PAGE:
India has named ten new Wetlands of International Importance on the occasion of World Wetlands Day. They provide habitats to an exceptional biodiversity, while providing communities with food resources and protection against threats such as flooding.
Nandur Madhameshwar (no. 2410 on the List of Wetlands of International Importance) is a mosaic of lakes, marshes and riparian forest on the Deccan Plateau in Maharashtra State. Construction of the Nandur Madhameshwar Weir at the confluence of the Godavari and Kadwa Rivers helped create a thriving wetland: originally designed to overcome water shortages in the surrounding area, the Site now also serves as a buffer against floodwaters and as a biodiversity hotspot. It provides sanctuary to critically endangered species including Deolali minnow (Parapsilorhynchus prateri), Indian vulture (Gyps indicus) and white-rumped vulture (Gyps bengalensis).
A number of the wetlands are in the State of Uttar Pradesh and are noted for their birdlife. Saman Bird Sanctuary (no. 2413 on the List) in the Mainpuri district is a seasonal oxbow lake on the Ganges floodplain. The Sanctuary regularly provides refuge to over 50,000 waterbirds (187 bird species have been recorded) and is particularly important as a wintering site for many migrants including the greylag goose (Anser anser), with over 1% of the South Asian population present during winter.
Nawabganj Bird Sanctuary (Site no. 2412) is a shallow marshland 45 kilometres from Lucknow. Monsoon rains feed this diverse wetland while the Sarda Canal supplies additional water. The Sanctuary supports recreation and tourism activities as well as local biodiversity. It is a haven for birds, with 25,000 waterbirds regularly recorded and 220 resident and migratory species documented.
Samaspur Bird Sanctuary (Site no. 2415) is a perennial lowland marsh typical of the Indo-Gangetic Plains. The Sanctuary harbours threatened species such as the endangered Egyptian vulture (Neophron percnopterus) and Pallas’s fish eagle (Haliaeetus leucoryphus), and more than 1% of the South Asian population of the vulnerable common pochard (Aythya ferina).
Sandi Bird Sanctuary (Site no. 2409) is a freshwater marsh in the Hardoi district. Rich in aquatic plants, the Site provides a productive habitat for waterfowl with over 40,000 individuals counted in 2018. It is home to over 1% of the South Asian populations of common teal (Anas crecca), red-crested pochard (Netta rufina) and ferruginous duck (Aythya nyroca), while the vulnerable sarus crane (Grus antigone) has a population of 200 individuals within the Sanctuary.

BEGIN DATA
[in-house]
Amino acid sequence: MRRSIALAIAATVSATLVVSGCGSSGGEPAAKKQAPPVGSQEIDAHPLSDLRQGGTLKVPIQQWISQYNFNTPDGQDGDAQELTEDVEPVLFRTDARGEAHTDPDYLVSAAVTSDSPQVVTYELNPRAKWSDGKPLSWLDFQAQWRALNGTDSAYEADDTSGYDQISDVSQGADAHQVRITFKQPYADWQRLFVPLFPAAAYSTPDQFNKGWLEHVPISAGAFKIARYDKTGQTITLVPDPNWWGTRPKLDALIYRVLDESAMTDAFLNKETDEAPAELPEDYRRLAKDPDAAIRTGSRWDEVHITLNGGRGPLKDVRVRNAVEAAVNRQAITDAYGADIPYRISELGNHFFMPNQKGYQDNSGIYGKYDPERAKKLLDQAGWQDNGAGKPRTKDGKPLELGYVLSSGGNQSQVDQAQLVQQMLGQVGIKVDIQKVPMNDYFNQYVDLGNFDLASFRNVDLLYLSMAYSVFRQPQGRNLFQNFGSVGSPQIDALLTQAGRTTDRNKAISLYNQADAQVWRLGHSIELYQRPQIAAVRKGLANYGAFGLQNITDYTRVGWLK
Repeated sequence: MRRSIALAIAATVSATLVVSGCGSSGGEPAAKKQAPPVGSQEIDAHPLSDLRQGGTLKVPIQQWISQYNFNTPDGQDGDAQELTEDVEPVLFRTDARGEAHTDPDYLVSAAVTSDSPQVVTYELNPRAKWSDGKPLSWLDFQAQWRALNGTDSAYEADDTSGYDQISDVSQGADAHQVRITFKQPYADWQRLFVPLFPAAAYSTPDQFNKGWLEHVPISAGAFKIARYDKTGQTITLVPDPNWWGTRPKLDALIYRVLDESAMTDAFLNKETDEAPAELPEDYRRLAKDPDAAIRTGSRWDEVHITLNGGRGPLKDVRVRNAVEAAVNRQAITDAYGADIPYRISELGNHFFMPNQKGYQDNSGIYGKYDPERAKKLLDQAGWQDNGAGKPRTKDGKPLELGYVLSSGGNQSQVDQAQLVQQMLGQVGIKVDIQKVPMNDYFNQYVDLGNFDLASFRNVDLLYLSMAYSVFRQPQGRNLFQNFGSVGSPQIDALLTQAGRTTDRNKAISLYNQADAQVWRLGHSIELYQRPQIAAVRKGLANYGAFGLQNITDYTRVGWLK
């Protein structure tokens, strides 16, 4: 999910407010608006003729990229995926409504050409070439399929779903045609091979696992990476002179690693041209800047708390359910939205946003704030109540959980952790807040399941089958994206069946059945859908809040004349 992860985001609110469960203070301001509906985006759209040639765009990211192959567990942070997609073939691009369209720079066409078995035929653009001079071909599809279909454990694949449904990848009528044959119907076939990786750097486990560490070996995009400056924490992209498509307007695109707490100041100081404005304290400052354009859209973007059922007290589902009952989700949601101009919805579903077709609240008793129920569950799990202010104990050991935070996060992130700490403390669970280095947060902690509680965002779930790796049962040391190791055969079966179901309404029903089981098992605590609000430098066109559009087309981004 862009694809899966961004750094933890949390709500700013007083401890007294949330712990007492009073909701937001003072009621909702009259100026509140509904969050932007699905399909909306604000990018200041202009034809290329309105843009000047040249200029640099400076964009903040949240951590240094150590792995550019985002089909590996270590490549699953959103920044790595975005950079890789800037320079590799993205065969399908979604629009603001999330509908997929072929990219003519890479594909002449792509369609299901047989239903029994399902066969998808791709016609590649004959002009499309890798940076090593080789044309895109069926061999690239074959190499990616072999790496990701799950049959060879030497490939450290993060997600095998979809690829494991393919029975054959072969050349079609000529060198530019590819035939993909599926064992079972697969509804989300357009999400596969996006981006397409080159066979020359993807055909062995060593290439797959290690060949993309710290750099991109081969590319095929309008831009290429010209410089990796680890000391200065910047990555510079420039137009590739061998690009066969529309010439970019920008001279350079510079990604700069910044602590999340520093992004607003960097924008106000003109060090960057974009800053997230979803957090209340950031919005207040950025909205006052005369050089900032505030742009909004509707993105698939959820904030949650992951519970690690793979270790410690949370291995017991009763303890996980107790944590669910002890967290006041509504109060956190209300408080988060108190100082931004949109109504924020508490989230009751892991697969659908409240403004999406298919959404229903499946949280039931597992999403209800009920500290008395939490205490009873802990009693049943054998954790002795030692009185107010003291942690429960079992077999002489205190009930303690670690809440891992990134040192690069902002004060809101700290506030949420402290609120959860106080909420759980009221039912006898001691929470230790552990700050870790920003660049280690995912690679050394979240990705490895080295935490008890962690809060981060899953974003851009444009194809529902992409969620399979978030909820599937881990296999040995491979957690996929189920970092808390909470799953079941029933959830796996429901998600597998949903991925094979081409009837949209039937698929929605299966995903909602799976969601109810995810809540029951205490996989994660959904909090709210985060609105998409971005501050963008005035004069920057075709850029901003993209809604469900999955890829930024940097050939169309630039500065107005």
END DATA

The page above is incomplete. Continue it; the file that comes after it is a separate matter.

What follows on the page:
Parvati Arga Bird Sanctuary (Site no. 2416) is a permanent freshwater environment consisting of two oxbow lakes. These wetlands are characteristic of Uttar Pradesh and offer exceptional habitats for waterbirds, providing both roosting and breeding sites with over 100,000 birds documented in annual counts. The Sanctuary is a refuge for some of India’s threatened vulture species: the critically endangered white-rumped vulture (Gyps bengalensis) and Indian vulture (Gyps indicus), and the endangered Egyptian vulture (Neophron percnopterus) have all been recorded.
Sarsai Nawar Jheel (Site no. 2411) is a permanent marsh in the Etawah district of Uttar Pradesh. It is an example of co-habitation of humans and wildlife: farming practices across most of the Site play important roles in sustaining the waterbird habitats. A particular beneficiary is the vulnerable sarus crane (Grus antigone), with a population of 400 individuals making up the largest flock in the region.
In the State of Punjab, the Beas Conservation Reserve (Site no. 2408) is a 185-kilometre stretch of the Beas River. The River is dotted with islands, sand bars and braided channels creating a complex environment supporting substantial biodiversity. More than 500 species of birds are documented along this stretch, along with more than 90 fish species. The Reserve also hosts the only known population in India of the endangered Indus river dolphin (Platanista gangetica minor).
Located in the Shiwalik foothills of Punjab is the highly eco-sensitive Nangal Wildlife Sanctuary (Site no. 2407) , which supports abundant flora and fauna including threatened species, such as the endangered Indian pangolin (Manis crassicaudata) and Egyptian vulture (Neophron percnopterus) and the vulnerable leopard (Panthera pardus). It occupies a human-made reservoir constructed as part of the Bhakra-Nangal Project in 1961.
The Keshopur-Miani Community Reserve (Site no. 2414) is a mosaic of natural marshes, aquaculture ponds and agricultural wetlands maintained by the annual rainfall runoff. The Reserve is heavily human-influenced, and includes a series of managed fishponds and cultivated crops such lotus and chestnut. The Site is an example of wise use of a community-managed wetland, which provides food for people and supports local biodiversity.